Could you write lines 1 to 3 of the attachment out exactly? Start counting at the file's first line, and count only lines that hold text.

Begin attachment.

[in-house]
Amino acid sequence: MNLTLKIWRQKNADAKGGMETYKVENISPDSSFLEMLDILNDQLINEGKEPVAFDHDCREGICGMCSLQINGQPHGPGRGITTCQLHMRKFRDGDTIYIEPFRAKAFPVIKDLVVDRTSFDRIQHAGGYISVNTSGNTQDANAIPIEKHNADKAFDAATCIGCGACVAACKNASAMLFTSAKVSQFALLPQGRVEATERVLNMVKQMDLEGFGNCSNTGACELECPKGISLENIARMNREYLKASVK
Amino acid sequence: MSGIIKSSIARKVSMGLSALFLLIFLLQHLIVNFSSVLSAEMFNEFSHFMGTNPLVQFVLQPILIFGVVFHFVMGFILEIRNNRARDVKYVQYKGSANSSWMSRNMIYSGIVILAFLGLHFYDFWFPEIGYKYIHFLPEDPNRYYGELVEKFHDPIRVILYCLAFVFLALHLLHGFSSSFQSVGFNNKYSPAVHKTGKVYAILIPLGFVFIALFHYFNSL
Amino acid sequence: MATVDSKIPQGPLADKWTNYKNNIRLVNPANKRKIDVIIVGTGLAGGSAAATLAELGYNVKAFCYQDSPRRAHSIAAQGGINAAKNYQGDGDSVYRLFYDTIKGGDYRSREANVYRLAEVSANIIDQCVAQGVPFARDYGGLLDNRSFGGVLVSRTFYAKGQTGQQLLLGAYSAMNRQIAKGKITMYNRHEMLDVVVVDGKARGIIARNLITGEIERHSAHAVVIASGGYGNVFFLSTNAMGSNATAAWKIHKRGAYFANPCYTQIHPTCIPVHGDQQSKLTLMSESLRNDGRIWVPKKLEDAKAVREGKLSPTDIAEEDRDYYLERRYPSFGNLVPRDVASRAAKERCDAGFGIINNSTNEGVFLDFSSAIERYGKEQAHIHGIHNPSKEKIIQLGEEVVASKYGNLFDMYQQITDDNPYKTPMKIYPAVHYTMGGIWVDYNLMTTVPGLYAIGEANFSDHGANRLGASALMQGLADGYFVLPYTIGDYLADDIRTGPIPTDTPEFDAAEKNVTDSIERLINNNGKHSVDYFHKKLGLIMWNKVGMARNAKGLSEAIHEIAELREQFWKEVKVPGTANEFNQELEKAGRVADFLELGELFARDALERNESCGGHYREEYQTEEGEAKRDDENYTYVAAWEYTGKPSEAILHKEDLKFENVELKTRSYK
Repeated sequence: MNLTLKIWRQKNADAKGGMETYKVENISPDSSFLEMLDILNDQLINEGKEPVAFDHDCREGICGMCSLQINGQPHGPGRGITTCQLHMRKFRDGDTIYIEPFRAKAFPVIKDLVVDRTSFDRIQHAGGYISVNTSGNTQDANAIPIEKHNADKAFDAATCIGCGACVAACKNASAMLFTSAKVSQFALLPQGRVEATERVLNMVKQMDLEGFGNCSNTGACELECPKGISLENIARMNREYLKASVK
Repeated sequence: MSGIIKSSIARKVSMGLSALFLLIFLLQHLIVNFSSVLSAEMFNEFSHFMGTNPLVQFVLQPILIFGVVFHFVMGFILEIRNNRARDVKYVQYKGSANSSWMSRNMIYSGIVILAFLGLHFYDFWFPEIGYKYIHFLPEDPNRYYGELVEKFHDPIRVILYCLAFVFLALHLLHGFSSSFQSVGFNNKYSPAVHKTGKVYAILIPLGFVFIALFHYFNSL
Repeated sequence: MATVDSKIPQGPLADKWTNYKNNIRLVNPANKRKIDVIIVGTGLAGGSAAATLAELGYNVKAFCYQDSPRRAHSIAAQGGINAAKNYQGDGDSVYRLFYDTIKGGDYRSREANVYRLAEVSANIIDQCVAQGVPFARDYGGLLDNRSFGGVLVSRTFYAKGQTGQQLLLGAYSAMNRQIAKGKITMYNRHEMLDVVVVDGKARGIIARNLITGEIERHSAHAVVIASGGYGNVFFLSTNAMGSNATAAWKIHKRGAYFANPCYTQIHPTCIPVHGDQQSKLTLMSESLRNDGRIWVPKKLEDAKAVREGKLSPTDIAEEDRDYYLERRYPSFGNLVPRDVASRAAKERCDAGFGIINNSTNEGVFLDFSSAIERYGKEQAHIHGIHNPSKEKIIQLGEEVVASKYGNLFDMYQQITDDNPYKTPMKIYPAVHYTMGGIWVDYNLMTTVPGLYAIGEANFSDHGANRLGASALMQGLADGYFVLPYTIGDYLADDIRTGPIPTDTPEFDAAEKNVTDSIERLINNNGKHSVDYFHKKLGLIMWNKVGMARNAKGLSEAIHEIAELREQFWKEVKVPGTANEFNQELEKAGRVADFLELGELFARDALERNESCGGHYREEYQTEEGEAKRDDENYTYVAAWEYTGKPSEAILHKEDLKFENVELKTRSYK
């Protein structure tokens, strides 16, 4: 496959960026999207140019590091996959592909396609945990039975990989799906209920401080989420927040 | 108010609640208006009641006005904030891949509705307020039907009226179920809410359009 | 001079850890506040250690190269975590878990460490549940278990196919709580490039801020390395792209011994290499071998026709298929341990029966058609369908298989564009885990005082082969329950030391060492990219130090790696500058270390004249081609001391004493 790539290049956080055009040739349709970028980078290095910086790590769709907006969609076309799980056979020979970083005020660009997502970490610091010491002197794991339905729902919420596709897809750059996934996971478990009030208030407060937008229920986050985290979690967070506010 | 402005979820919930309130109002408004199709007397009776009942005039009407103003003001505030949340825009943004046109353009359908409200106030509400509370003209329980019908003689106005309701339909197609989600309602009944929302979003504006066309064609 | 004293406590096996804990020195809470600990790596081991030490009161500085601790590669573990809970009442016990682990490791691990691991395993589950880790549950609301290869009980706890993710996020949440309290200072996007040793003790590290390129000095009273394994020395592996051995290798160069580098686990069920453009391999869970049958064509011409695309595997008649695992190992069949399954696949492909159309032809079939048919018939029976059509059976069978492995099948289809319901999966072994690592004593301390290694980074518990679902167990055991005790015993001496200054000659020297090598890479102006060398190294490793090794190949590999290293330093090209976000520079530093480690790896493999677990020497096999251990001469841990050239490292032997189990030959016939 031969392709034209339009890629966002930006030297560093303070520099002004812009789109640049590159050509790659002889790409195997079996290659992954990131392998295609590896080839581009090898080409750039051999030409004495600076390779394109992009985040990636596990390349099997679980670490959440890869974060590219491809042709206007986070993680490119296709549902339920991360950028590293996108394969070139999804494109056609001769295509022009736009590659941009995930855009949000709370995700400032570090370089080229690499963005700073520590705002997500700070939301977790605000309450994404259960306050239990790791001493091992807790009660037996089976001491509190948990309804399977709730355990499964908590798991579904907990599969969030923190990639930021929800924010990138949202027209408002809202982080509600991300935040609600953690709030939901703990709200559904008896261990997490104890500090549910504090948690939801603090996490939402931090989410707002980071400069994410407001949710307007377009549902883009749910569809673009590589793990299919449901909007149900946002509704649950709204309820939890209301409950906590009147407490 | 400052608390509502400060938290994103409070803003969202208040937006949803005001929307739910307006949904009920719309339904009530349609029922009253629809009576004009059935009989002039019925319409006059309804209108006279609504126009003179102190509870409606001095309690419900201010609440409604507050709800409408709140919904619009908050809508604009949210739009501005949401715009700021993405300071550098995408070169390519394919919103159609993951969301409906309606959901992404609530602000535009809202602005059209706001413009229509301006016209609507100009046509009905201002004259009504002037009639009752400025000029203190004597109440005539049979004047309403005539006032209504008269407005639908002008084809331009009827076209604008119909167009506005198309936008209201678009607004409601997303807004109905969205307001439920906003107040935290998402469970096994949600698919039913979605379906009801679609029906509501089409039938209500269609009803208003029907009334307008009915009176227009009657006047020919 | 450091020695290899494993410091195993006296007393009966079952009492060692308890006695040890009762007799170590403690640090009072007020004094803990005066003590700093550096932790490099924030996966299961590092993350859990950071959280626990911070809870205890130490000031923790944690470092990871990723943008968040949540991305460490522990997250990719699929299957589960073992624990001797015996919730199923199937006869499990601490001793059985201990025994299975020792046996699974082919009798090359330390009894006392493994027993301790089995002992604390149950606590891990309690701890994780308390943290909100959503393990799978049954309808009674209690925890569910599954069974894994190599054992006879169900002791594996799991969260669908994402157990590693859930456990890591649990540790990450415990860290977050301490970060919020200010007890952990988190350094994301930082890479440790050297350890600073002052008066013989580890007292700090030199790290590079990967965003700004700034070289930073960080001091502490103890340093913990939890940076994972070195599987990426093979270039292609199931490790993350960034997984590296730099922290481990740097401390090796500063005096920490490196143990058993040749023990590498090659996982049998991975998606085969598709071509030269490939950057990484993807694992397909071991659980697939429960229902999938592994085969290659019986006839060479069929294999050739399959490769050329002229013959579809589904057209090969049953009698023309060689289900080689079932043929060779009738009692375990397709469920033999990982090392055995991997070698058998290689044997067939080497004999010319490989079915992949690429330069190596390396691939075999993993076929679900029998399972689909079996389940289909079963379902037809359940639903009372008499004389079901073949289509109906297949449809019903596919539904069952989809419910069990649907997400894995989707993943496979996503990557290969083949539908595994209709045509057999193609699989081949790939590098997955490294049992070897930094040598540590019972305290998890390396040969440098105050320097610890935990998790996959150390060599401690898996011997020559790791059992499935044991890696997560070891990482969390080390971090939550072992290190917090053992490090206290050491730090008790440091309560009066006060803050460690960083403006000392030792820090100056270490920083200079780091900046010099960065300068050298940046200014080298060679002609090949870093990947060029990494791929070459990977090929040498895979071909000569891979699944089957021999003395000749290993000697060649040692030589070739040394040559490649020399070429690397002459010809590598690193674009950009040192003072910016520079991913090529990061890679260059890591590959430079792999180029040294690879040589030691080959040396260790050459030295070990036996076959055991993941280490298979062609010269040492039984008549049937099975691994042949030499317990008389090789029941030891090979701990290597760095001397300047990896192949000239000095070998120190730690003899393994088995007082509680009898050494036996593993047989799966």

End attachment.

[in-house]
Amino acid sequence: MNLTLKIWRQKNADAKGGMETYKVENISPDSSFLEMLDILNDQLINEGKEPVAFDHDCREGICGMCSLQINGQPHGPGRGITTCQLHMRKFRDGDTIYIEPFRAKAFPVIKDLVVDRTSFDRIQHAGGYISVNTSGNTQDANAIPIEKHNADKAFDAATCIGCGACVAACKNASAMLFTSAKVSQFALLPQGRVEATERVLNMVKQMDLEGFGNCSNTGACELECPKGISLENIARMNREYLKASVK
Amino acid sequence: MSGIIKSSIARKVSMGLSALFLLIFLLQHLIVNFSSVLSAEMFNEFSHFMGTNPLVQFVLQPILIFGVVFHFVMGFILEIRNNRARDVKYVQYKGSANSSWMSRNMIYSGIVILAFLGLHFYDFWFPEIGYKYIHFLPEDPNRYYGELVEKFHDPIRVILYCLAFVFLALHLLHGFSSSFQSVGFNNKYSPAVHKTGKVYAILIPLGFVFIALFHYFNSL